5 Reasons (And Solutions) for Why Your Chicken Stopped Laying Eggs

One of the joys of owning backyard chickens is having freshly laid eggs on your kitchen table. Yet, there may come a time when one or many of your chickens stop laying eggs. The reasons can be varied, ranging from age to more serious health concerns.

Nutrition4 Reasons Why Your Chicken Stopped Laying Eggs

If your chickens stop laying eggs, then the first culprit is usually their diet. Hens require many nutrients in order to produce eggs, and calcium is the most important of all. If they’re lacking these nutrients, then they won’t be able to lay eggs, or their eggs may end up soft or shell-less. Try changing their feed or adding in supplements such as crushed oyster shells.


In order to lay eggs, your hens need plenty of daylight—at least 14-16 hours per day. This is easy enough during the warmer months, but it can be difficult during the shorter, colder days of fall and winter. If you want consistent egg production, then you can provide artificial light inside the coop. However, you may want to consider giving your hens some time off during the winter. This can give their bodies time to properly rest and recover for next year.

Broody hen

A broody hen is a chicken that has become obsessed with trying to hatch a clutch of eggs. They won’t bother laying new eggs, no matter how much feed or daylight you give them. If you have a broody hen, then follow these steps to break her of this habit.


Sometimes all it comes down to is age. Chickens begin laying eggs between 18-20 weeks, and they’ll continue producing throughout their lifetime. However, the number and frequency will begin to drop with each year. In other words, their first year of laying will be their most productive, and it’ll steadily decline as they get older.

Dirty Nest Box

Even if hens want to lay eggs, many of them won’t do it if they aren’t provided with clean nest boxes. You should clean out the nest boxes in your chicken coop regularly. They should be outfitted with fresh, comfortable bedding at all times, and you should replace the bedding once it starts to get worn down. You should also discourage your hens from using their nest boxes to sleep. Some hens will refuse to lay eggs in the same space where they rest at night, so encourage them to use their roosts to sleep instead of their nest boxes.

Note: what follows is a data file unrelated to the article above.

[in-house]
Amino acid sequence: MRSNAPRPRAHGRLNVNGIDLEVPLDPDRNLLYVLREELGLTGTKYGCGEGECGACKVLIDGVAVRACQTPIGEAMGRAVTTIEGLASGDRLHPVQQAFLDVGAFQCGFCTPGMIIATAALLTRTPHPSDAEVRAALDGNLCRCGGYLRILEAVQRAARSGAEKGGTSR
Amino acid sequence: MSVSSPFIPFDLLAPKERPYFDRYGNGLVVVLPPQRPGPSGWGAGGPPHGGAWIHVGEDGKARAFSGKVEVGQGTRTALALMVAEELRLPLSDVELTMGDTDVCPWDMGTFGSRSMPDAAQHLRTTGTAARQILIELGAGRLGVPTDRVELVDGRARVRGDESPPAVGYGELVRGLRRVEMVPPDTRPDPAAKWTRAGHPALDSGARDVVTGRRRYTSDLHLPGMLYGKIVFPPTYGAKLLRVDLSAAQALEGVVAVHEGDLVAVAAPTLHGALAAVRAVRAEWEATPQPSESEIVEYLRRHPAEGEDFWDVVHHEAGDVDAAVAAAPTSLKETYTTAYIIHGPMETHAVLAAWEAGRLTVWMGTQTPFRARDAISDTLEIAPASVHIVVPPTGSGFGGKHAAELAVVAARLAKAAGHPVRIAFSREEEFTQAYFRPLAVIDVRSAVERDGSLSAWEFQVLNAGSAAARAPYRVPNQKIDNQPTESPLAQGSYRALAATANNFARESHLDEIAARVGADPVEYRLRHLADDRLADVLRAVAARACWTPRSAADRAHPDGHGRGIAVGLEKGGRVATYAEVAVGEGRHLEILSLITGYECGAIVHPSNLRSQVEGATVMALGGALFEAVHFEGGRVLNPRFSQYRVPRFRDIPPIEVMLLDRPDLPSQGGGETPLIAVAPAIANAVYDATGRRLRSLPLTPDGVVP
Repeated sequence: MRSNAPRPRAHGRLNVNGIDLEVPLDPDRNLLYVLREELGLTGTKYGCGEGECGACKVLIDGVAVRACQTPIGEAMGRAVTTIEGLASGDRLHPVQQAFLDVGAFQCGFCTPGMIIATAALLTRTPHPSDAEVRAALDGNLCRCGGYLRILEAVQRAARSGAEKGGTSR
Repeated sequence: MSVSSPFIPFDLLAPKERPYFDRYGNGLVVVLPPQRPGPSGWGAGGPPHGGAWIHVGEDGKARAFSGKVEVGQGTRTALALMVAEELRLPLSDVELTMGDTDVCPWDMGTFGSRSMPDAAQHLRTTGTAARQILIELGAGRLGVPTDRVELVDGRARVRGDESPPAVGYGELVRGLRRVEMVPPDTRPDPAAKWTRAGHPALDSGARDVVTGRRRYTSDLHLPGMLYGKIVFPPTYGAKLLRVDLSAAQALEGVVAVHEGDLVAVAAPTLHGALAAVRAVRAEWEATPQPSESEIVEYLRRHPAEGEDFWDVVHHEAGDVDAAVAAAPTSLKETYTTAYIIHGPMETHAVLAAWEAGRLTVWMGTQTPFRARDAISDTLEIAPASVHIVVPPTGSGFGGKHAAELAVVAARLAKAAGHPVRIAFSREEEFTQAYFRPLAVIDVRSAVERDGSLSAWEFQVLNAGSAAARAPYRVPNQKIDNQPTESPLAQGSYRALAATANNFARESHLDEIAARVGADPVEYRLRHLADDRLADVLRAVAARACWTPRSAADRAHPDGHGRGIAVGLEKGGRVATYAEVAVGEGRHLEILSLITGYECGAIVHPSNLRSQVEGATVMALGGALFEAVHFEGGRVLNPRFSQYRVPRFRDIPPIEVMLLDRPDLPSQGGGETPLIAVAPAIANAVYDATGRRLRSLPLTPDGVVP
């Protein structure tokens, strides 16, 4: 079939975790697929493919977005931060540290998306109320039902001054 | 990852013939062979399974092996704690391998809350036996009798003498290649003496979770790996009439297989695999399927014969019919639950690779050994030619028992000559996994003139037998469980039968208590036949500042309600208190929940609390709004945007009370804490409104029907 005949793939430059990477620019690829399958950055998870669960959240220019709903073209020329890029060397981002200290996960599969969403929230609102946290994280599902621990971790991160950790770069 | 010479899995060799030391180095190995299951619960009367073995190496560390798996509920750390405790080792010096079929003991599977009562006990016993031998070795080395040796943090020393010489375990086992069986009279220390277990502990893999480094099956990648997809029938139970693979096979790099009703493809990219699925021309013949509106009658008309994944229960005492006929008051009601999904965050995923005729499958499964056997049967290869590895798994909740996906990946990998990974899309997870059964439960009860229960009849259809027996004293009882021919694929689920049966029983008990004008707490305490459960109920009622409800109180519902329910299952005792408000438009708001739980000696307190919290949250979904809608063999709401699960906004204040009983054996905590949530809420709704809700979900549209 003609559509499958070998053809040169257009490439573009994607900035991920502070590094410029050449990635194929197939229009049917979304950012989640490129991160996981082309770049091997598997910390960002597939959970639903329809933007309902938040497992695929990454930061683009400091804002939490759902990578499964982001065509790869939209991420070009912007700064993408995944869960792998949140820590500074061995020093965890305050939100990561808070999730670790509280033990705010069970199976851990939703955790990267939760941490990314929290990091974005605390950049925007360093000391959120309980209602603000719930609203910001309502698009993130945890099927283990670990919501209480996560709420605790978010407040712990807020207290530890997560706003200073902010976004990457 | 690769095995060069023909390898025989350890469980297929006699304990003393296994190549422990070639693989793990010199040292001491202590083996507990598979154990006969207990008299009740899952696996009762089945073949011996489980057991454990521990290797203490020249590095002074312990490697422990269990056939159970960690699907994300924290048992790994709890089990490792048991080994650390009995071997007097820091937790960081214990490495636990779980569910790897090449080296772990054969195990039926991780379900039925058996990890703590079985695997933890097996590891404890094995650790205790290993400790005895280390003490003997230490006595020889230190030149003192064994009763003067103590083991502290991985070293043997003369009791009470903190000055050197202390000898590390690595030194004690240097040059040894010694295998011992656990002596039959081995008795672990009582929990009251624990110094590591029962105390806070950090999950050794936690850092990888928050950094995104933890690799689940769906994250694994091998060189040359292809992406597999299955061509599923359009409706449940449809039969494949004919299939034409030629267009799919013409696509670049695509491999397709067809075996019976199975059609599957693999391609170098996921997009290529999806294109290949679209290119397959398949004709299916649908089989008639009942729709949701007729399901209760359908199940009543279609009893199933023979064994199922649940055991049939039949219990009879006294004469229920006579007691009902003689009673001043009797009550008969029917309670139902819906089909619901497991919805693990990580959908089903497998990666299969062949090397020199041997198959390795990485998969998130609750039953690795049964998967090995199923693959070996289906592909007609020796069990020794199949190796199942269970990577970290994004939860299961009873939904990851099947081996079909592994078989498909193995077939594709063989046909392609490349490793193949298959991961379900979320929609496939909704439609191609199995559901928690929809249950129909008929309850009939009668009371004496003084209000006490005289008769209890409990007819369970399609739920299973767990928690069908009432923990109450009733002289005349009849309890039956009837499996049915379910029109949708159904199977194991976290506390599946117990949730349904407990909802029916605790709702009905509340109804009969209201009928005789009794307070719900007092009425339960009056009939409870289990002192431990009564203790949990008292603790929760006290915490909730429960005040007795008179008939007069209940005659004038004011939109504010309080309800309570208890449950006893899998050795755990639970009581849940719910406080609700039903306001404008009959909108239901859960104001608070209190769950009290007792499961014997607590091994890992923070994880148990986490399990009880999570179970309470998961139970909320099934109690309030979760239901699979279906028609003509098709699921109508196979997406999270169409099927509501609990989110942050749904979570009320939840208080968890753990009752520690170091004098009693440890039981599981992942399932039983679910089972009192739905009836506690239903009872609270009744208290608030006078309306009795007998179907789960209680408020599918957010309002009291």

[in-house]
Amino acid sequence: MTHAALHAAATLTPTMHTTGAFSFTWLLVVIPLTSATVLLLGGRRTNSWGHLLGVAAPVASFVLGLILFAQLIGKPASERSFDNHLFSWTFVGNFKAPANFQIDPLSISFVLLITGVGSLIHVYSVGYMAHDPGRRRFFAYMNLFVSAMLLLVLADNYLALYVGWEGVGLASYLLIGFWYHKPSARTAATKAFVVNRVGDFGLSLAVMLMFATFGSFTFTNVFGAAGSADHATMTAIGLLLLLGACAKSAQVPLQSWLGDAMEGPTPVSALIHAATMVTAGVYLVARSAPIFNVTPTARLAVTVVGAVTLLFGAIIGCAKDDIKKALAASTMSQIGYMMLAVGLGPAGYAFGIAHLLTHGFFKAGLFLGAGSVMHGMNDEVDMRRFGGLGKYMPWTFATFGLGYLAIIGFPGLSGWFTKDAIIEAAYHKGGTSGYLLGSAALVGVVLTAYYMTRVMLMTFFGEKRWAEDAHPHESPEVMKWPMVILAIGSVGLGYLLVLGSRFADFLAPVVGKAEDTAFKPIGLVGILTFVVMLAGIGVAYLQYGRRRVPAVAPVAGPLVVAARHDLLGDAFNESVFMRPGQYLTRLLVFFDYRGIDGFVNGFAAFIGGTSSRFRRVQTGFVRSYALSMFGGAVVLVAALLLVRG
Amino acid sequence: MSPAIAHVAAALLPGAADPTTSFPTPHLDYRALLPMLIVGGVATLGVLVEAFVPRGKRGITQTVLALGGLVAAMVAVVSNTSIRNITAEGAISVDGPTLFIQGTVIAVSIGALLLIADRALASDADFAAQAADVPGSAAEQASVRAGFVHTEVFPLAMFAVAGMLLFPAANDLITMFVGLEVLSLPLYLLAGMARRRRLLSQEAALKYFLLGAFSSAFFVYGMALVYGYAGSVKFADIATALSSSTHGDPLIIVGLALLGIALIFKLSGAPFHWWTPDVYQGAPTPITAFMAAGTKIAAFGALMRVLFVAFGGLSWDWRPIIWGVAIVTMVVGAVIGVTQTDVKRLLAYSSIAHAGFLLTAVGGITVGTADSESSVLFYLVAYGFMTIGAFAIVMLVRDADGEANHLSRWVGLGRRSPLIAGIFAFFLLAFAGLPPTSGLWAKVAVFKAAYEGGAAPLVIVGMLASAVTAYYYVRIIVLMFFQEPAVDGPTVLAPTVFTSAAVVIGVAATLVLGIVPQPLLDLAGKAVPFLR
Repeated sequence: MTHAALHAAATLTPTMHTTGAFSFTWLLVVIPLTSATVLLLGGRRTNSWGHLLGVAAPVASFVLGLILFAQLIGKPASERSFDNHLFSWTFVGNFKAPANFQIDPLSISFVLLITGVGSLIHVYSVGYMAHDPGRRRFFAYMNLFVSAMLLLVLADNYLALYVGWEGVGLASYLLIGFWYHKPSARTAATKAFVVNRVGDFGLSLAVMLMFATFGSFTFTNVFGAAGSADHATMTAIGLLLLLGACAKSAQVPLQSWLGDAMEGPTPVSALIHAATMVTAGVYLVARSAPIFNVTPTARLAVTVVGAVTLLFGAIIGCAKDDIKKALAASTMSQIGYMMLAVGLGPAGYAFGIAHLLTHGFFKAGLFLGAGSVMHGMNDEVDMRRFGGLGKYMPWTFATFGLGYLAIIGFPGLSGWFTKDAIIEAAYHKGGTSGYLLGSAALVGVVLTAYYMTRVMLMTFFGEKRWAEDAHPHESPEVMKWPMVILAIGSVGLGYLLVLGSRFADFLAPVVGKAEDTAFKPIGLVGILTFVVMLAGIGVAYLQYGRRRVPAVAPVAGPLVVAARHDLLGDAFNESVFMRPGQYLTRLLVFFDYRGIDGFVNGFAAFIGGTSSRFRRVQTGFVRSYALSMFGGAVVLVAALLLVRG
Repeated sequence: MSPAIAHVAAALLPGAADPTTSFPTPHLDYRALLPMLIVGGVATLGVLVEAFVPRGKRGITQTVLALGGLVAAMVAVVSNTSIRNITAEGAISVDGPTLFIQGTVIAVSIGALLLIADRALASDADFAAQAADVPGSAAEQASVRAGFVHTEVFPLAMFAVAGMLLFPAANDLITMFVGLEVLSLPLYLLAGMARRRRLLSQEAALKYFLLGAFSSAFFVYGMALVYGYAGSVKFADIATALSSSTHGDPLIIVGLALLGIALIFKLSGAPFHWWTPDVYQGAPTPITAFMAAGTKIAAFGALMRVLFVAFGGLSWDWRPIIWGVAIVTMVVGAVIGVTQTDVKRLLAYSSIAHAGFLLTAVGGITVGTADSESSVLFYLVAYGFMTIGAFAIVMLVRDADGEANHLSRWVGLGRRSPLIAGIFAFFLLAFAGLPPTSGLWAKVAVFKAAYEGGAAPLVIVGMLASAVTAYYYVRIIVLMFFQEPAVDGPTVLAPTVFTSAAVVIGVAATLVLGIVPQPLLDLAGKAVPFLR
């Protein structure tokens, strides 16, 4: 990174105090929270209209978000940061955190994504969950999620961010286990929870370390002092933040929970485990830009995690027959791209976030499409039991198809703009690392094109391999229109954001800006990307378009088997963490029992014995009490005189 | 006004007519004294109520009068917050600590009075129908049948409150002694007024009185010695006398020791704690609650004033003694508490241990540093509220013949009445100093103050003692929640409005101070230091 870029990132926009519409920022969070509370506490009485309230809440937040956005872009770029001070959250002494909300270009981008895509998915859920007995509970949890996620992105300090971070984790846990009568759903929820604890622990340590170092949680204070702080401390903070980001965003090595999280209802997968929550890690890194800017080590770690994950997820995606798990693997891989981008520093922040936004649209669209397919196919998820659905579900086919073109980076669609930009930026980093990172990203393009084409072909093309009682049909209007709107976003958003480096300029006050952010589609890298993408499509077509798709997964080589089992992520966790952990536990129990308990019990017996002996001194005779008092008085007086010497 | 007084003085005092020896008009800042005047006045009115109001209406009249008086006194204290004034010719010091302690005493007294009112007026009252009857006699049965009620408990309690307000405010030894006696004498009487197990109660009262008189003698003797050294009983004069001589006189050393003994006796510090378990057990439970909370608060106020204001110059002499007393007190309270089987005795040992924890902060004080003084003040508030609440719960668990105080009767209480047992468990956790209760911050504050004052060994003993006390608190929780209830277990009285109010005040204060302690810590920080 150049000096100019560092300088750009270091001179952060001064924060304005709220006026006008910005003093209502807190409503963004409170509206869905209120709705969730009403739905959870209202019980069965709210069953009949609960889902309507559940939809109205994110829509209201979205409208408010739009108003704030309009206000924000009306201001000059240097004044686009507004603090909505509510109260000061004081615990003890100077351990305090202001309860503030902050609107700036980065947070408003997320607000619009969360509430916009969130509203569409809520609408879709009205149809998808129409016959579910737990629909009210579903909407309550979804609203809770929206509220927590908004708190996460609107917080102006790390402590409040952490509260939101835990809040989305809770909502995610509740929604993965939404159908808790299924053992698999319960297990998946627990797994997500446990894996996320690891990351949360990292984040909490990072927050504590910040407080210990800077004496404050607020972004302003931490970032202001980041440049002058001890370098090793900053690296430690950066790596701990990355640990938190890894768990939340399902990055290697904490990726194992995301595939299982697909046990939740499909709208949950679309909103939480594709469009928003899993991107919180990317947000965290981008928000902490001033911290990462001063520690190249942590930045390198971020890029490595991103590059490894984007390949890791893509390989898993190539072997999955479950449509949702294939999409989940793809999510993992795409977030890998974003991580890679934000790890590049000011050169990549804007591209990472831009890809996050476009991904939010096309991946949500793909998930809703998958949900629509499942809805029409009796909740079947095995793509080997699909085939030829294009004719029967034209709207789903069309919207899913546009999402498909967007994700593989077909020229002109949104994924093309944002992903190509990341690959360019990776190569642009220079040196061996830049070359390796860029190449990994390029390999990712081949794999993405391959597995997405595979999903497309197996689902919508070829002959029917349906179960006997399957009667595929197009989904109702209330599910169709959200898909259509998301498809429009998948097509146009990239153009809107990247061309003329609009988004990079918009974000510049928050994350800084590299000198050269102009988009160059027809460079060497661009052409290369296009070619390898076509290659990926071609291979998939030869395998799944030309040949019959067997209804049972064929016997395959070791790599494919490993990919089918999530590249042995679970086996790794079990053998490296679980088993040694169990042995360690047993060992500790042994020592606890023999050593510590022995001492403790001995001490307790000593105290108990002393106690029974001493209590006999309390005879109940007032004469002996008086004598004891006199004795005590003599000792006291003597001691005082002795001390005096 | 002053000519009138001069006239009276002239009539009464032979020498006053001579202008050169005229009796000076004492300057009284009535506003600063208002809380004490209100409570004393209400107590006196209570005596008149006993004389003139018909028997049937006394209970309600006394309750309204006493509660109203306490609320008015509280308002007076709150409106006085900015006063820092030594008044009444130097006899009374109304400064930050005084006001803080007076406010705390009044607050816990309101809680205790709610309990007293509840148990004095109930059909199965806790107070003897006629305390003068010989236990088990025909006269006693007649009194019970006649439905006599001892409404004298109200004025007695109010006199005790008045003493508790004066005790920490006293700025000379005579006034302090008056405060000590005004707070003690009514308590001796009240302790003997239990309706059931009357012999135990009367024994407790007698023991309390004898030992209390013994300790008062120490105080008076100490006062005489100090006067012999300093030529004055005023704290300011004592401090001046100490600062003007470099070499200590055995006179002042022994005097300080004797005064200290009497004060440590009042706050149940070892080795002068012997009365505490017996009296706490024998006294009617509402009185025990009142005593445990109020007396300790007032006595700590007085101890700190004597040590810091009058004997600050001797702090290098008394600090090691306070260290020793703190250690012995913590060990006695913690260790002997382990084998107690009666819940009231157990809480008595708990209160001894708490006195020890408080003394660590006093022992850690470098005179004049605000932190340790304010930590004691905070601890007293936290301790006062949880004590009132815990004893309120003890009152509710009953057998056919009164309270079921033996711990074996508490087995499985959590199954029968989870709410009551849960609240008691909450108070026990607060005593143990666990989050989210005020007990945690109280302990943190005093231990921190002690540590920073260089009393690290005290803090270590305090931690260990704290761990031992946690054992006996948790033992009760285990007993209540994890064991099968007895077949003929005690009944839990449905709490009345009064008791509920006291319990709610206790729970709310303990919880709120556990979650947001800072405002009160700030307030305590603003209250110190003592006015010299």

Other Solutions

If none of the above reasons apply to your chickens, there are some other solutions you can use to get your chickens to lay their eggs.

Use “fake eggs” to entice your hens

There are some hens that need to be trained to lay eggs in their nest boxes. Many farmers have found that you can train them by purchasing fake ceramic eggs and placing them into your nest boxes so that hens know where to go when it’s time to lay eggs. This might sound a little silly at first, but many people who raise chickens have found that it actually works.

Leave your hens in their coop until the middle of the morning

Most hens prefer to lay their eggs at some point early in the morning. So if you allow them to leave their coop too early, you could actually hinder their ability to lay eggs. If you want to increase the chances of them laying eggs for you, you should make an effort to leave them in their coop until at least the middle of the morning. This will give them all the time they need to lay their eggs in their nest boxes.

Have further questions about why your chickens aren’t laying any eggs? Then feel free to contact us over at Chickens for Backyards today.